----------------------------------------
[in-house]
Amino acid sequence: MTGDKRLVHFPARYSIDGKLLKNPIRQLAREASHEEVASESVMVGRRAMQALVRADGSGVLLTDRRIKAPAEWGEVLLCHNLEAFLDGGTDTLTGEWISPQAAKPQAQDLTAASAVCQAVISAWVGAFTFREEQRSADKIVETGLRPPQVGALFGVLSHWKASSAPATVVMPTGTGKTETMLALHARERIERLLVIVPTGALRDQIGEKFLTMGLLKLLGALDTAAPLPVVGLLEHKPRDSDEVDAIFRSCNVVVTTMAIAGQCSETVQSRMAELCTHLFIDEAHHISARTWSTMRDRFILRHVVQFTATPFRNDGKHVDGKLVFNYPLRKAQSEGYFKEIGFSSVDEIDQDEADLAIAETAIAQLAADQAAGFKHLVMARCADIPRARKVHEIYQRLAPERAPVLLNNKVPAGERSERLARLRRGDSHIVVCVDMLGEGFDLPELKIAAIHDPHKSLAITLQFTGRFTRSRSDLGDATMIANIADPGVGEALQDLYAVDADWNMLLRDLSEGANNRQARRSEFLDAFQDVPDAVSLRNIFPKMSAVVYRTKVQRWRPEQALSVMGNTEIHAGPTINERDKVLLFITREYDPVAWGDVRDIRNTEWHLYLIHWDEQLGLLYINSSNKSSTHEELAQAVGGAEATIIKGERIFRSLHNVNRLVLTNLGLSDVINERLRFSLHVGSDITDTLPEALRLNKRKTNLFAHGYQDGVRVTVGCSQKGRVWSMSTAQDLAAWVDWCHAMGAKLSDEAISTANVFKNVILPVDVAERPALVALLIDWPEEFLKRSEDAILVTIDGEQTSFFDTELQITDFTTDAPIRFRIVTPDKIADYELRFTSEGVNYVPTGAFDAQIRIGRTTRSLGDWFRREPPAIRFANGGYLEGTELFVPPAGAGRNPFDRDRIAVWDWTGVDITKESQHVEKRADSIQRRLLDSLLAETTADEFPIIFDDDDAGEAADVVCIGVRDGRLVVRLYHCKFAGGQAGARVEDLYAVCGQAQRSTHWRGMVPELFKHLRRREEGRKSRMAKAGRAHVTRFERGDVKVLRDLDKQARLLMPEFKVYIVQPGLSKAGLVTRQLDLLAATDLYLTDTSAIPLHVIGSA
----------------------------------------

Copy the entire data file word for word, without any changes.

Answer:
[in-house]
Amino acid sequence: MTGDKRLVHFPARYSIDGKLLKNPIRQLAREASHEEVASESVMVGRRAMQALVRADGSGVLLTDRRIKAPAEWGEVLLCHNLEAFLDGGTDTLTGEWISPQAAKPQAQDLTAASAVCQAVISAWVGAFTFREEQRSADKIVETGLRPPQVGALFGVLSHWKASSAPATVVMPTGTGKTETMLALHARERIERLLVIVPTGALRDQIGEKFLTMGLLKLLGALDTAAPLPVVGLLEHKPRDSDEVDAIFRSCNVVVTTMAIAGQCSETVQSRMAELCTHLFIDEAHHISARTWSTMRDRFILRHVVQFTATPFRNDGKHVDGKLVFNYPLRKAQSEGYFKEIGFSSVDEIDQDEADLAIAETAIAQLAADQAAGFKHLVMARCADIPRARKVHEIYQRLAPERAPVLLNNKVPAGERSERLARLRRGDSHIVVCVDMLGEGFDLPELKIAAIHDPHKSLAITLQFTGRFTRSRSDLGDATMIANIADPGVGEALQDLYAVDADWNMLLRDLSEGANNRQARRSEFLDAFQDVPDAVSLRNIFPKMSAVVYRTKVQRWRPEQALSVMGNTEIHAGPTINERDKVLLFITREYDPVAWGDVRDIRNTEWHLYLIHWDEQLGLLYINSSNKSSTHEELAQAVGGAEATIIKGERIFRSLHNVNRLVLTNLGLSDVINERLRFSLHVGSDITDTLPEALRLNKRKTNLFAHGYQDGVRVTVGCSQKGRVWSMSTAQDLAAWVDWCHAMGAKLSDEAISTANVFKNVILPVDVAERPALVALLIDWPEEFLKRSEDAILVTIDGEQTSFFDTELQITDFTTDAPIRFRIVTPDKIADYELRFTSEGVNYVPTGAFDAQIRIGRTTRSLGDWFRREPPAIRFANGGYLEGTELFVPPAGAGRNPFDRDRIAVWDWTGVDITKESQHVEKRADSIQRRLLDSLLAETTADEFPIIFDDDDAGEAADVVCIGVRDGRLVVRLYHCKFAGGQAGARVEDLYAVCGQAQRSTHWRGMVPELFKHLRRREEGRKSRMAKAGRAHVTRFERGDVKVLRDLDKQARLLMPEFKVYIVQPGLSKAGLVTRQLDLLAATDLYLTDTSAIPLHVIGSA